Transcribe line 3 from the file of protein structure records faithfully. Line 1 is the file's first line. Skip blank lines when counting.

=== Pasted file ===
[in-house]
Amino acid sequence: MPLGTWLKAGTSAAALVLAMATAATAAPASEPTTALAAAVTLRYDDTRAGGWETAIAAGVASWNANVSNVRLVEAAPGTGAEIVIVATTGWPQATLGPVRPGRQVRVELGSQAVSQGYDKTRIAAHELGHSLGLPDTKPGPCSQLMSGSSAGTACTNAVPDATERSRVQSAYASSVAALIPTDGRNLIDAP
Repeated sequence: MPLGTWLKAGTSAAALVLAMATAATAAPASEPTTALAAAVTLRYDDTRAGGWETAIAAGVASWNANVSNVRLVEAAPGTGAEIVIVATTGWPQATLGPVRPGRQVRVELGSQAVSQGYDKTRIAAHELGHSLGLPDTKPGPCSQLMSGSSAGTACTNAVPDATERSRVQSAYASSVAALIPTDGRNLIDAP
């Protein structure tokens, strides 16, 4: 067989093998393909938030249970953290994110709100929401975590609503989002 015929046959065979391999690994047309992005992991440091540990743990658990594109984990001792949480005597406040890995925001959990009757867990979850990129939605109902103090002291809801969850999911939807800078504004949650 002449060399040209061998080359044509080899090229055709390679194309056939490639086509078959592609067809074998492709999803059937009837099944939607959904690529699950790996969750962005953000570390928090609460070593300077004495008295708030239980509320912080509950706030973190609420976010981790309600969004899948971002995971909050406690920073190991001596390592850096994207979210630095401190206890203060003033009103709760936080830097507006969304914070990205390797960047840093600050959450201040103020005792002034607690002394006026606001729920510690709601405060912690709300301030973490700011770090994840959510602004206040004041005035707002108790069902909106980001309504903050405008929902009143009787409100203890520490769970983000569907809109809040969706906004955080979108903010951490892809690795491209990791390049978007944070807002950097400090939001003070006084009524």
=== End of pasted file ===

Repeated sequence: MPLGTWLKAGTSAAALVLAMATAATAAPASEPTTALAAAVTLRYDDTRAGGWETAIAAGVASWNANVSNVRLVEAAPGTGAEIVIVATTGWPQATLGPVRPGRQVRVELGSQAVSQGYDKTRIAAHELGHSLGLPDTKPGPCSQLMSGSSAGTACTNAVPDATERSRVQSAYASSVAALIPTDGRNLIDAP